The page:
Production on other series delayed the fourth season of ReBoot, the eight episodes of which eventually were released in the U.S. as two 90-minute direct-to-DVD features that ended on a cliffhanger season finale. Series creators Blair and Pearson resigned from Mainframe Entertainment in 2004 to form their own independent studio, The Shop.

The show also aired in the United Kingdommarker in the mid-1990s, on the ITV strand CITV. It was broadcast on CITV's available time slot of 4:30 p.m. to 5:00 p.m., every Thursday. In 1997, CITV aired the first 6 episodes of series 3. CITV stated that they had only bought the first 10 (out of 16) episodes of the show, and would buy the rest if the high ratings continued. On February 12, 1998, CITV aired the show again, from the episode "Trust No-one". When "To Mend and Defend" should have aired, the episode "Firewall" aired in its place instead. When "The Edge of Beyond" (Episode 10) should have been aired, no ReBoot episode was aired. Apparently, they showed an earlier episode one week later, that had previously been unaired (Painted Windows).Possible reason for the abrupt end was the increasingly dark and violent themes in Series 3, deemed by the broadcasters as unsuitable for the younger viewers.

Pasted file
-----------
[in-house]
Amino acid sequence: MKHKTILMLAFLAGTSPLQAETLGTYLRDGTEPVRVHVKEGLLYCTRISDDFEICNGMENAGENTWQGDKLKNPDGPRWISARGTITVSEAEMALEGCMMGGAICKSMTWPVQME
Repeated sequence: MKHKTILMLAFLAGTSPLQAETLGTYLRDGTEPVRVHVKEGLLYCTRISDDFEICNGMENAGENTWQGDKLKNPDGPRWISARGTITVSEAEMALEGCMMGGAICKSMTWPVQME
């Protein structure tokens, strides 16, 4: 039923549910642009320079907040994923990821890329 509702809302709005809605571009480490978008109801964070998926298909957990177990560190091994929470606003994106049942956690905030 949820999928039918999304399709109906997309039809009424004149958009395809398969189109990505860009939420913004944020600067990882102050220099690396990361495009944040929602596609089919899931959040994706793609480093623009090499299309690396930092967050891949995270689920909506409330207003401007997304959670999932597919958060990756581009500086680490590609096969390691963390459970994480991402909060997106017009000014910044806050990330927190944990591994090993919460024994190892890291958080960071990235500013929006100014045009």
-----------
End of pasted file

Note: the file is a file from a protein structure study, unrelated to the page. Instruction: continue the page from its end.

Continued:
A spinoff called Binomes was planned towards the end of 2004, featuring a family of Binomes who lived on a "chip farm". The series would have been composed of 52 11-minute episodes and aimed at a pre-school audience, but nothing of this project came to pass after the initial announcement.In Germanymarker the show was aired in 1998 on Kinderkanal.

The show was also broadcast in Malaysiamarker, and Italymarker (Rai Uno) in the mid-1990s.

The show now is aired on Teletoon Retro, and has been broadcast up to season three.

VHS and DVD release

In Canada, four VHS tapes were released in 1995 with individual episodes from the first season through Polygram Video. Each release contained a single episode: "Medusa Bug", "Wizards, Warriors, and a Word from Our Sponsor", "The Great Brain Robbery", and "Talent Night". The UK received two VHS releases, but with two episodes each: Volume 1 contained "The Tearing" and "Racing the Clock", while Volume two had "The Quick and the Fed" and "Medusa Bug". In Australia there were four VHS releases with each containing two episodes, comprising the first eight episodes of season one. However, all the VHS tapes have long gone out of print.